Kenny led the team back to their winning ways just days before the Torres debacle, bringing out the true class of Meireles. Meireles took off after his goals against Everton and Wolves, the latter of which Dalglish got his first victory as the first ever second term manager in Liverpool's histroy.

In true fashion, the drama of the EPL pitted the Reds against Torres' new Chelsea Blues in his first match of February. Four days earlier Luis Suarez had scored in his debut against Stoke City, and already, "El Pistelero," was trying to erase the memories of "El Nino."

Stamford Bridge was a cauldron of heated fans as Liverpool fans cat-called their former hero who had claimed he would always be a Red and had utterly disgraced his former team by claiming the Blues a bigger club. Meanwhile, Blues fans hung banners believing he was their newest savior.

The Reds would run out 0-1 winners thanks to Meireles, who was the inform man under Dalglish in his first months back in charge. Meireles scored five goals in a six game period.

Kenny's men would continue to climb up through mid-table mediocrity, and the rise of Meireles and youngster Martin Kelly would accompany the praise heaped onto Dalglish. Suarez adapted quicker than any would have imagined, and he would form a lethal attacking trio with Dirk Kuyt and Carroll once the three of them could all be on the pitch at once.

As the weeks and matches went by, the confidence was being restored in the players, the fans were reuniting behind Dalglish, and Jaime Carragher could not have summed up the affect of the care taker any better than with the words from an interview with the Guardian:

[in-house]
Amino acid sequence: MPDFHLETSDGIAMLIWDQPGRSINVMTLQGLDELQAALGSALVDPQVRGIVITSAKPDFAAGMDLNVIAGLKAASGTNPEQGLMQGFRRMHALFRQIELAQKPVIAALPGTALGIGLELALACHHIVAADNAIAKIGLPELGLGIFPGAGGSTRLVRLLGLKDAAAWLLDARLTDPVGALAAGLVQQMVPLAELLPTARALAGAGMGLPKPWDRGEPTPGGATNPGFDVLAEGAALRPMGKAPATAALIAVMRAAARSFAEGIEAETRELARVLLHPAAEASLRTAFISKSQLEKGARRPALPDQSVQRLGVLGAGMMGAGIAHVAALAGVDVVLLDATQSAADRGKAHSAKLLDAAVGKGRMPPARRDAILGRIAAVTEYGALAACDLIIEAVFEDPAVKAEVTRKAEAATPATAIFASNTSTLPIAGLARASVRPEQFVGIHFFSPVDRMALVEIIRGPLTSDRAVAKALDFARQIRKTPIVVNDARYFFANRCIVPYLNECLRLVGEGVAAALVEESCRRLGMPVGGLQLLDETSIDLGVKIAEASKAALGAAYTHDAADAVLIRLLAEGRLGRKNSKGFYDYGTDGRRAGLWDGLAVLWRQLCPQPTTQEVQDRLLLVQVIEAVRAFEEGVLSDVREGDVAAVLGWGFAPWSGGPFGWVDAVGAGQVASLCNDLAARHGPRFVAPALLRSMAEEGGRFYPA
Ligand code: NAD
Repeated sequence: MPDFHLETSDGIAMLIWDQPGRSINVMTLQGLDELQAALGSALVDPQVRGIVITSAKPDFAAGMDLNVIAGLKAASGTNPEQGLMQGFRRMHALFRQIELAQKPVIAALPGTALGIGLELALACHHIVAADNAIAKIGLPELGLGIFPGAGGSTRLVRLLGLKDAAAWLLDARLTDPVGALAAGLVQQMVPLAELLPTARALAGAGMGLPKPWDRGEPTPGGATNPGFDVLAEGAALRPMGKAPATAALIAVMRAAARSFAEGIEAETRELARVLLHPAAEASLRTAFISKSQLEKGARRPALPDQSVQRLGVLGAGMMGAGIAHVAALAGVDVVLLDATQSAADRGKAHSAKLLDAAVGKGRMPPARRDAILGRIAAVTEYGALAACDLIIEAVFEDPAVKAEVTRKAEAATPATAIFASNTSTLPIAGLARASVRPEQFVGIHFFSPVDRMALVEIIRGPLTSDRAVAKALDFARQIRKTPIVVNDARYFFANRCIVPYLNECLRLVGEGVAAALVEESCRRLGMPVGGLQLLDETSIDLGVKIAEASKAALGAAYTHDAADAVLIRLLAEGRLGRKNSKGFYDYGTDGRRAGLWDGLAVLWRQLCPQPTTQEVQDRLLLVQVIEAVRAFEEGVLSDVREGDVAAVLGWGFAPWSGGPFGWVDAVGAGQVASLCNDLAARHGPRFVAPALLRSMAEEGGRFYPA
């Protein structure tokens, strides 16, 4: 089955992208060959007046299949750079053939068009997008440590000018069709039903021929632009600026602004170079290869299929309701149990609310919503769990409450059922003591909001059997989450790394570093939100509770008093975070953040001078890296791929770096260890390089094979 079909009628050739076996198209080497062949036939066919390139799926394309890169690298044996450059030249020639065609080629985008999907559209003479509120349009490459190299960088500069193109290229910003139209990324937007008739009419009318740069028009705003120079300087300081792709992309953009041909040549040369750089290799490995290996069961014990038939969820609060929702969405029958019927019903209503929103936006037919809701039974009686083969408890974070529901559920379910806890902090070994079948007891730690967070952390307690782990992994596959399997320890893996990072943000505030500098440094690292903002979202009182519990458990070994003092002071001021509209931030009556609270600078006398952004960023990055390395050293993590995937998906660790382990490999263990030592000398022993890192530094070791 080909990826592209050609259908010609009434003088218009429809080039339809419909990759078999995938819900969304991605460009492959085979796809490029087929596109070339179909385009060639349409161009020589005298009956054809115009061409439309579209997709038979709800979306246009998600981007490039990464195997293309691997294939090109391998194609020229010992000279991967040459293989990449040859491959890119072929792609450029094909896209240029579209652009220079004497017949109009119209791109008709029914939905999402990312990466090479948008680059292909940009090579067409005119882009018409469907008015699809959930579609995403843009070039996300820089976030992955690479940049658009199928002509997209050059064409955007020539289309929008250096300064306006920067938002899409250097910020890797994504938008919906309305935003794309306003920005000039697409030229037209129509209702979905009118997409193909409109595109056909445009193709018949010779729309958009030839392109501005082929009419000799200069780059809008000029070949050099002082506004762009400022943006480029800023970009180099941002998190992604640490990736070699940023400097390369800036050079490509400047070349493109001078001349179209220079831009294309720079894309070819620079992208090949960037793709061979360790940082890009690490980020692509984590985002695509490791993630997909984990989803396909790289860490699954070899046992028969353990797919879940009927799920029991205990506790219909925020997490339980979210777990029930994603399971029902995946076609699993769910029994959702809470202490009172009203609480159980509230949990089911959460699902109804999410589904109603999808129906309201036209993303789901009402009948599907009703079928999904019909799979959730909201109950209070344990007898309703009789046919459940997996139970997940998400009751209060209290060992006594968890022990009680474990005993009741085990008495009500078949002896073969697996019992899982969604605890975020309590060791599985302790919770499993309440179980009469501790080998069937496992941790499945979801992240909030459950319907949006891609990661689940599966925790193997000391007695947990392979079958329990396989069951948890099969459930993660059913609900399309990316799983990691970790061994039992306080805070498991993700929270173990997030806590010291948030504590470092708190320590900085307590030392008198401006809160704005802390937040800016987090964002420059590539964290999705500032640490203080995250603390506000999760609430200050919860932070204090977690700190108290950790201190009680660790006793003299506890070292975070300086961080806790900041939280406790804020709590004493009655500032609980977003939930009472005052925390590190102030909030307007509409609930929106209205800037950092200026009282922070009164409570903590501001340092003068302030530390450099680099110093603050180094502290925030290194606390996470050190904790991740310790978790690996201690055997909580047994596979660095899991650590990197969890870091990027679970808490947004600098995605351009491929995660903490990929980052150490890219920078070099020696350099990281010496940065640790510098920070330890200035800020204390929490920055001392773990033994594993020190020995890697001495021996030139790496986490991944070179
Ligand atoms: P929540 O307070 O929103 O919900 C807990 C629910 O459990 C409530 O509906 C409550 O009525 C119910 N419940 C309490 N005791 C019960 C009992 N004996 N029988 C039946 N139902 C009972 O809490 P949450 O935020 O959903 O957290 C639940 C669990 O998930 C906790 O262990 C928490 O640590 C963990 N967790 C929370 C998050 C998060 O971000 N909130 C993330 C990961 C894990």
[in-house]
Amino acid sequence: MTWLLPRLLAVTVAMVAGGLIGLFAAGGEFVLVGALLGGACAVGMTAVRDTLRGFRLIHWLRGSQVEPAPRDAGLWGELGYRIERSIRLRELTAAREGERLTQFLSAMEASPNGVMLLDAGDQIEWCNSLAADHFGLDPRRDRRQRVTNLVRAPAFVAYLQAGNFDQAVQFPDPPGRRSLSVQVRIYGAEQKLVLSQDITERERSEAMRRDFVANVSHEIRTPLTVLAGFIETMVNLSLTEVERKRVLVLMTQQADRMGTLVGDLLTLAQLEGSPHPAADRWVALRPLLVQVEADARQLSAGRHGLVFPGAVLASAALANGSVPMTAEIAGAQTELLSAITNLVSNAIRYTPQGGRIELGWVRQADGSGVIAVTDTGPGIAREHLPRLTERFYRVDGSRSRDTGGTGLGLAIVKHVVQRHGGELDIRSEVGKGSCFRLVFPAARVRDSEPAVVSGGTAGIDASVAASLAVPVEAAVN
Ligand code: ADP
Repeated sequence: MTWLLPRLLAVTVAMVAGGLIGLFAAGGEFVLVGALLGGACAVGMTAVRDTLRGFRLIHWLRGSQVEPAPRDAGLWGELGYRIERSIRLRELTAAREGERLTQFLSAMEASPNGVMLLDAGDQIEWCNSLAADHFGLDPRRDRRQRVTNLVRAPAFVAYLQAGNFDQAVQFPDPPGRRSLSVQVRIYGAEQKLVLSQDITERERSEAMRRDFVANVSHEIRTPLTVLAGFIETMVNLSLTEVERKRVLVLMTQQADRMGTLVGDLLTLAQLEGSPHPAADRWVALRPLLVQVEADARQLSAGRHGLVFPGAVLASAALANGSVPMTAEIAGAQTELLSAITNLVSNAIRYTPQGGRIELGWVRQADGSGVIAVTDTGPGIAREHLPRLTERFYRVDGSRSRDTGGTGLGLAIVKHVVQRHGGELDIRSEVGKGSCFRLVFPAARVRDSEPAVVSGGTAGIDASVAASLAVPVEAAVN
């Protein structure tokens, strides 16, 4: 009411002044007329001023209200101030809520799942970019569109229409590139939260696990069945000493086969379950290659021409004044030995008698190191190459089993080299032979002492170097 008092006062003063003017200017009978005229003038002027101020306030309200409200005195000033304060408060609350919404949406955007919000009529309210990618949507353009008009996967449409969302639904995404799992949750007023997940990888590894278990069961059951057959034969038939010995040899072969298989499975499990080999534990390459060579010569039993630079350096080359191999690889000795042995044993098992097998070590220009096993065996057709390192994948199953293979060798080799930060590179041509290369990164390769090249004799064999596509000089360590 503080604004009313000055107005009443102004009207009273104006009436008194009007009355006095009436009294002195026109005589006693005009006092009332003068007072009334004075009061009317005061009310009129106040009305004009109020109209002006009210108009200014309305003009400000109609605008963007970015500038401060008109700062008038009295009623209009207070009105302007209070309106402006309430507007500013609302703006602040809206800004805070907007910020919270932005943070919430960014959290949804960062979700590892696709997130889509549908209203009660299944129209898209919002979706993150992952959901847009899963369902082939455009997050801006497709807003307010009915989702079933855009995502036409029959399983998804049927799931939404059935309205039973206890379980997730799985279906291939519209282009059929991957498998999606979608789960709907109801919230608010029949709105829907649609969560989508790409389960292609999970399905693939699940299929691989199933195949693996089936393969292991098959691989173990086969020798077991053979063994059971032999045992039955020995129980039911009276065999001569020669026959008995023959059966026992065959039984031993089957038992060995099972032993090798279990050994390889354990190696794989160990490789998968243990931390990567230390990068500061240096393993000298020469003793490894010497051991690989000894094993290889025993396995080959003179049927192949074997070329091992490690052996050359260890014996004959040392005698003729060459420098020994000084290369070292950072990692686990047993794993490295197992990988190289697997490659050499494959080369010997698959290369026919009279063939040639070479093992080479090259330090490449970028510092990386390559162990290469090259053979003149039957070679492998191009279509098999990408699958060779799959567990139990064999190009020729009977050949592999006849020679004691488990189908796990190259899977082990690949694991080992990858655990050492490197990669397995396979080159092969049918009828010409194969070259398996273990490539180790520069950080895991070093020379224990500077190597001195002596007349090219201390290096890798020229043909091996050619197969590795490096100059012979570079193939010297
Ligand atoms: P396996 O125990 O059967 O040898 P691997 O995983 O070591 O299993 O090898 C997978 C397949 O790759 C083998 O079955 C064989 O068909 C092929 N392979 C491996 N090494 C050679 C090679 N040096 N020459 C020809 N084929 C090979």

"He's brought the club together as one. The players and the supporters are all together. It wasn't like that at the start of the season, unfortunately for Roy. But I think Kenny coming in has galvanized the support behind the team again and obviously his record as a manager in the past is fantastic. He's one of the top managers around. He's won four championships."

Dalglish failed to keep the team in Europe, but given that he never had the opportunity to really manage any European games in his previous Liverpool tenure, it isn't a total bust, as he will get it right in time.

His valiant charge back to the top of the table was hampered more times than not by injury after injury, but he proved that he could use youth and any and all resources to get the job done, as more academy youngsters in Jay Spearing, John Flanagan, Jack Robinson, and Charlton Youth Jonjo Shelvey all played their roles for the new boss.

FSG awarded Dalglish his much deserved contract as they offered him a 3-year deal just weeks ago. The Reds were poised for another season in the Europa League after being counted out, but their final two games ended in disappointment, as two losses allowed Tottenham to grab fifth and keep the Reds in sixth.

In conclusion, despite the sixth place finish and no Europa League, I actually believe grew as a team this season. A lot of young players got time to develop, Lucas finally really came into his own and was perhaps the best player of the season for the Reds, and the fans are behind the owners and the manager again.

To me, the Reds are in a much better position for growth and development than they were last year, and I look forward to an exciting summer transfer season that may or may not be hampered by no European action. I believe the intent of the new owners and the new manager have the club in an enticing new position for players to get excited about.

Shelvey has voiced his belief that next year will be great in his latest interview with stating:

"I believe next season will be a big one for Liverpool. I think with the way we were ending the season, apart from our last two games, the fans have got to be very optimistic about the future."

Jaime Carragher also believes that no European action in the Europa League allows an easier path back to the Champions League next season:

"The main thing for us next season is getting back into the Champions League. Not being in Europe will give us a better chance of doing that. We want to get back in the top four and do well in the cups.

"Playing Thursdays and Sundays isn't ideal so there's a flip side to not being involved."

The players are ready for next season and so am I. Come on you Reds, YNWA!